PESHAWAR: Thousands came out in protest on Tuesday in Swat Valley in northwest Pakistan, a day after unidentified gunmen on a motorcycle opened fire on a school van, killing the driver and injuring one student.
Though the Pakistani Taliban (TTP) have denied involvement, the attack was reminiscent of the 2012 TTP attack on Malala Yousafzai, who was targeted, aged 15, for defying the militant group with her outspoken views on women’s right to education.
TTP insurgents took partial control of Swat Valley in Khyber Pakhtunkhwa province in 2007, before being ousted two years later in a major military operation hailed as a telling blow against militant violence. During this time, militants unleashed a reign of terror, killing and beheading politicians, singers, soldiers and opponents. They banned female education and destroyed almost 200 girls’ schools.
In recent weeks, there have been widespread reports of a return of militants to the valley, amid a stalled peace deal with Islamabad and drawn-out negotiations that began last year.
Last month, a bombing claimed by the TTP killed eight people, including influential anti-Taliban leader Idrees Khan, in what was the first major bombing in the area in more than a decade.
On Tuesday, political activists and members of civil society and the public came out on the city’s main intersection chanting slogans against Monday’s attack and calling for the restoration of peace.
The protest was organized by the activist group, the Swat Olasi Passion, and the ethnic rights Pashtun Tahafuz Moment (PTM).
“The protest was organized to condemn several incidents of terrorism that have been reported during the last few weeks in Swat,” Mazhar Azad, one of the organizers of the priests, said. “The protest has been organized after several attacks on local people.”
A participant in the protest and the spokesperson of the Swat Qami Jargi, Ahmad Shah, said the protesters wanted “justice done” and the suspects in Monday’s attack arrested immediately. He called for the state to ensure peace in Swat.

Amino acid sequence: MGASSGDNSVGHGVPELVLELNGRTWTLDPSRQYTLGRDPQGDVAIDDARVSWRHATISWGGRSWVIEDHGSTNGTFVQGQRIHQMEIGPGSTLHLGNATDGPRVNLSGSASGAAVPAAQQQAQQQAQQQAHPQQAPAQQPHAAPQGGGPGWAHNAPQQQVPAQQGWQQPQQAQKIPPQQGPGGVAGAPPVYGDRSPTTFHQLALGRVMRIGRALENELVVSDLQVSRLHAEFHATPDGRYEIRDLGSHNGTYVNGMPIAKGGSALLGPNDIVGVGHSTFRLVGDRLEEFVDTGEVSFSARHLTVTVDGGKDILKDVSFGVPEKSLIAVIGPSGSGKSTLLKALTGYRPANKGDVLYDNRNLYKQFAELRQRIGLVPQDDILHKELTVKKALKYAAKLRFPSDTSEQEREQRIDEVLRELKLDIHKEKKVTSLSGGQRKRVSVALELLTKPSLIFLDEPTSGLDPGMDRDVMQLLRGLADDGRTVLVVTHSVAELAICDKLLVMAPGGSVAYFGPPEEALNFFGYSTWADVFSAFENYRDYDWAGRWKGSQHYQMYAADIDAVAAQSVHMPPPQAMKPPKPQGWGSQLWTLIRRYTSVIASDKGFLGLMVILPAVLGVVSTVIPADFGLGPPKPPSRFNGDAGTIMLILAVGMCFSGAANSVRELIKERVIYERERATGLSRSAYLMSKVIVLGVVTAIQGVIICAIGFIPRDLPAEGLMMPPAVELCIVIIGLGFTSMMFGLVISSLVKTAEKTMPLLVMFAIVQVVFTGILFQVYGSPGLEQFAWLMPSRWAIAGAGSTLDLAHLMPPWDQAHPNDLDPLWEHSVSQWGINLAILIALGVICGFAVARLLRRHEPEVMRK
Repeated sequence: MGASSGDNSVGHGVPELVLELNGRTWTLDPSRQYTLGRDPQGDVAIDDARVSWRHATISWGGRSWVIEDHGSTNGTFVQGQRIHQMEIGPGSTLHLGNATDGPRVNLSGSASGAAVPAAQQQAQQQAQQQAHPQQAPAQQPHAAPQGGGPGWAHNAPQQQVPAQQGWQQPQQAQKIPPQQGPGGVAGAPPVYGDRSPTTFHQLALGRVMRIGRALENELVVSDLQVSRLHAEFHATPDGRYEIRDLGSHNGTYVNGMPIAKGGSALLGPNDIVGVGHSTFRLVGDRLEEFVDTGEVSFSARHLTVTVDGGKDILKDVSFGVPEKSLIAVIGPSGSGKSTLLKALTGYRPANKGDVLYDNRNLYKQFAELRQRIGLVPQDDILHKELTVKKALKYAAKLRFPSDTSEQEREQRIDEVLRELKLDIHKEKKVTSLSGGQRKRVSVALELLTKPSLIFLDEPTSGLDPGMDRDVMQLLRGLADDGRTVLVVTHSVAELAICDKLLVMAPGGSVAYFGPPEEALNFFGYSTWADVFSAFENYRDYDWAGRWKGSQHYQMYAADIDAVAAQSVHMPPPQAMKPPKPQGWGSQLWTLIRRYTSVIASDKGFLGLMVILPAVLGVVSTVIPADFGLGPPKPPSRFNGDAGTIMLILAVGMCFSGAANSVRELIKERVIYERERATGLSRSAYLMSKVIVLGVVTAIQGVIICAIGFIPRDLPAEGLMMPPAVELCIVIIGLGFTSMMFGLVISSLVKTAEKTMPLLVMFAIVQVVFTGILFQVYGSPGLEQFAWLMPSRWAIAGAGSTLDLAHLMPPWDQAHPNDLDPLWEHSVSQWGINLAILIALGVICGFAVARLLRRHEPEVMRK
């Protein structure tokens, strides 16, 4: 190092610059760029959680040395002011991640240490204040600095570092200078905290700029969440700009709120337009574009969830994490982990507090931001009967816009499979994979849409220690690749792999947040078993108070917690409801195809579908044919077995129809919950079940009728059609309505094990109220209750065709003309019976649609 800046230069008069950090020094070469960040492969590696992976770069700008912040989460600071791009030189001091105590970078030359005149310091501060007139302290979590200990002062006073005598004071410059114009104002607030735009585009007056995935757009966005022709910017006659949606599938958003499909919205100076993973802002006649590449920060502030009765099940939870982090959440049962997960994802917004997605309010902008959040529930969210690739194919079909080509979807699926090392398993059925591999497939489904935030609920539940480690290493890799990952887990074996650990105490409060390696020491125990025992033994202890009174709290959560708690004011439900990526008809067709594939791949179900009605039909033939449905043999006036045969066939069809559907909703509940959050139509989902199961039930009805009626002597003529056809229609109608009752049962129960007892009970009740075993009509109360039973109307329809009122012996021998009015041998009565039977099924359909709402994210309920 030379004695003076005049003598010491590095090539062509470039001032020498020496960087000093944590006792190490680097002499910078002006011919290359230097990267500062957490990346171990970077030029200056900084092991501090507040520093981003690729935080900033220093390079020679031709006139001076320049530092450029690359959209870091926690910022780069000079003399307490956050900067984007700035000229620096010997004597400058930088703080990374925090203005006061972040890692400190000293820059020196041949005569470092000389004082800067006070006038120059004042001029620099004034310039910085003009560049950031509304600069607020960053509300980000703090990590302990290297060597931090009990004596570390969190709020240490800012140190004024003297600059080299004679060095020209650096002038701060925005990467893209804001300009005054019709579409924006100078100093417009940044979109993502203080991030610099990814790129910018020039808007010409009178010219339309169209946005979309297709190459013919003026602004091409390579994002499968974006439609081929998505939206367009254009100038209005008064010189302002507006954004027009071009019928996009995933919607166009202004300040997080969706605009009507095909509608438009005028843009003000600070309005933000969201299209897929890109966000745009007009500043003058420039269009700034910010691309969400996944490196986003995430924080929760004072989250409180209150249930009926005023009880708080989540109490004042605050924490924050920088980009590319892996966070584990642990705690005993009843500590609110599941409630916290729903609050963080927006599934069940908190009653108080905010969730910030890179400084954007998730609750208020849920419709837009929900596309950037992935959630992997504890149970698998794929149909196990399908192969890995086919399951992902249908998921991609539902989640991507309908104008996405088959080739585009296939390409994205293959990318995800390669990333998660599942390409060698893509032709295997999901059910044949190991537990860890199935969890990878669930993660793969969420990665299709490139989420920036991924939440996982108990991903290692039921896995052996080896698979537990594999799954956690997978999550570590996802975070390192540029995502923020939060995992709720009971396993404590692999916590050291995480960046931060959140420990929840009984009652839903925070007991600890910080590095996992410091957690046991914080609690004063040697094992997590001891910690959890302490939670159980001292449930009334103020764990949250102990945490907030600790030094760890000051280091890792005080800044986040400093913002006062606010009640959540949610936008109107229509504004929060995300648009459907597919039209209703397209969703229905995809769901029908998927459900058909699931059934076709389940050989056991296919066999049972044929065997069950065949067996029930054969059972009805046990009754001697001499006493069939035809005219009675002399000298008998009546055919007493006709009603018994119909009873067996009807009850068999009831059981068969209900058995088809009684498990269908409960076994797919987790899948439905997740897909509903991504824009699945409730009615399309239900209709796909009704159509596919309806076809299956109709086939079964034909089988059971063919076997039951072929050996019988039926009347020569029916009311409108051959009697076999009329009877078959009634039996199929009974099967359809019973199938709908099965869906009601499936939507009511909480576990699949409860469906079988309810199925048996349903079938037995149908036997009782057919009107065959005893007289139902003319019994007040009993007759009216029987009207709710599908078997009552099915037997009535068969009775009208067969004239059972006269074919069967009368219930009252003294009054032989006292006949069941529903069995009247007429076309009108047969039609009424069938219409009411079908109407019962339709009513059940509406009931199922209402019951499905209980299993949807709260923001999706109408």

Former senator Mushtaq Ahmad Khan raised slogans of “We don’t accept this!” referring to reports of the return of the Taliban to Swat.
“Fencing has been done, the army is guarding the border,” he said, referring to the border between Pakistan and Afghanistan. “[Paramilitary] Frontier Corps, the police are there, then how have the Taliban come [back] to Swat?”
Khan said the family of the deceased driver had no personal enmities.
The head of the PTM, Pashteen, questioned if the Taliban were returning to Swat as part of a deal made during ongoing talks. The military and the government have in the past denied this.
Mohammad Khurasani, a spokesperson for the TTP, condemned the attack on Monday and said that the group was not involved.
Sawab Khan, president of the Private Schools Management Association, told The Associated Press that all 1,300 private schools in the Swat Valley were shut Monday and Tuesday. From Wednesday, private schools would observe a partial strike and teachers and staff would hold a demonstration.
“The government is not taking the issue seriously,” Haider Ali, a social activist who was among the protesters, told local media, saying the suspects should be arrested immediately.
“We have now given 24 hours to the government to meet our demands,” he warned, “or else we will march to Islamabad.”